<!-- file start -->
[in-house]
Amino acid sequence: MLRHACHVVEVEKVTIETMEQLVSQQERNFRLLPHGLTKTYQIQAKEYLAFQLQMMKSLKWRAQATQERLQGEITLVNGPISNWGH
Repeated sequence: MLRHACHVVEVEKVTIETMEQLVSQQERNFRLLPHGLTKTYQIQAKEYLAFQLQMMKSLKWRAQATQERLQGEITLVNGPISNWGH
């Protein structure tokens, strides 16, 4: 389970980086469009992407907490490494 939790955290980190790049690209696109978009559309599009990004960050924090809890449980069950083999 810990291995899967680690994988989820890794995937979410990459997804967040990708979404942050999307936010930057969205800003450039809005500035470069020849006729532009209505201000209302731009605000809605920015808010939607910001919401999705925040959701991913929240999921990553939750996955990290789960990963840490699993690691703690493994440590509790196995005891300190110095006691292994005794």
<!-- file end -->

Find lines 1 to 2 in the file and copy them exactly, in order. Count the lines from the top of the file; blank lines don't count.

[in-house]
Amino acid sequence: MLRHACHVVEVEKVTIETMEQLVSQQERNFRLLPHGLTKTYQIQAKEYLAFQLQMMKSLKWRAQATQERLQGEITLVNGPISNWGH